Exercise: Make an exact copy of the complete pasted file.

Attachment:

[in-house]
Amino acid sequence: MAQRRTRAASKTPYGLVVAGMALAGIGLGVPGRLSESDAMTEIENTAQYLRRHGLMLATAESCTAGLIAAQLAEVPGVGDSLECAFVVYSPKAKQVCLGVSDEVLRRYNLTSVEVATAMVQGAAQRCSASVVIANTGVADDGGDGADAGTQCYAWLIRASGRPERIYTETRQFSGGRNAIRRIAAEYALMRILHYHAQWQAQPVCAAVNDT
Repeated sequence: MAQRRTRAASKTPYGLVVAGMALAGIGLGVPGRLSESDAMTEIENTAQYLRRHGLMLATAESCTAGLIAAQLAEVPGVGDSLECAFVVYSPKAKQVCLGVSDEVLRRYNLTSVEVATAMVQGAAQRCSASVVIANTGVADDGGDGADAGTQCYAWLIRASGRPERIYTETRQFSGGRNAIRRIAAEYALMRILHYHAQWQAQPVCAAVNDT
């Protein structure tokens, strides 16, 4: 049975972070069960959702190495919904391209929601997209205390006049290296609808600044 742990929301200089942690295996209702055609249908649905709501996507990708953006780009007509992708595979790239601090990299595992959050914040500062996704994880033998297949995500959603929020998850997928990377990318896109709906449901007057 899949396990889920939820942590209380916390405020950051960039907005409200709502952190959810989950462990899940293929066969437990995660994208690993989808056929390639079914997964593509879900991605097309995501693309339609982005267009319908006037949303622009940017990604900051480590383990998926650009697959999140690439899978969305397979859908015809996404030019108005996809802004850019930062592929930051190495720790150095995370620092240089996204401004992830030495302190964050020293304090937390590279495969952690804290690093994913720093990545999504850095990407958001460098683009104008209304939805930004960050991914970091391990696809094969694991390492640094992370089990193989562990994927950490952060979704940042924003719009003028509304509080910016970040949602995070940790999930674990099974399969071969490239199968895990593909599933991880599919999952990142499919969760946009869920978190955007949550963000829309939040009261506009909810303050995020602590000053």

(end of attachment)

[in-house]
Amino acid sequence: MAQRRTRAASKTPYGLVVAGMALAGIGLGVPGRLSESDAMTEIENTAQYLRRHGLMLATAESCTAGLIAAQLAEVPGVGDSLECAFVVYSPKAKQVCLGVSDEVLRRYNLTSVEVATAMVQGAAQRCSASVVIANTGVADDGGDGADAGTQCYAWLIRASGRPERIYTETRQFSGGRNAIRRIAAEYALMRILHYHAQWQAQPVCAAVNDT
Repeated sequence: MAQRRTRAASKTPYGLVVAGMALAGIGLGVPGRLSESDAMTEIENTAQYLRRHGLMLATAESCTAGLIAAQLAEVPGVGDSLECAFVVYSPKAKQVCLGVSDEVLRRYNLTSVEVATAMVQGAAQRCSASVVIANTGVADDGGDGADAGTQCYAWLIRASGRPERIYTETRQFSGGRNAIRRIAAEYALMRILHYHAQWQAQPVCAAVNDT
């Protein structure tokens, strides 16, 4: 049975972070069960959702190495919904391209929601997209205390006049290296609808600044 742990929301200089942690295996209702055609249908649905709501996507990708953006780009007509992708595979790239601090990299595992959050914040500062996704994880033998297949995500959603929020998850997928990377990318896109709906449901007057 899949396990889920939820942590209380916390405020950051960039907005409200709502952190959810989950462990899940293929066969437990995660994208690993989808056929390639079914997964593509879900991605097309995501693309339609982005267009319908006037949303622009940017990604900051480590383990998926650009697959999140690439899978969305397979859908015809996404030019108005996809802004850019930062592929930051190495720790150095995370620092240089996204401004992830030495302190964050020293304090937390590279495969952690804290690093994913720093990545999504850095990407958001460098683009104008209304939805930004960050991914970091391990696809094969694991390492640094992370089990193989562990994927950490952060979704940042924003719009003028509304509080910016970040949602995070940790999930674990099974399969071969490239199968895990593909599933991880599919999952990142499919969760946009869920978190955007949550963000829309939040009261506009909810303050995020602590000053």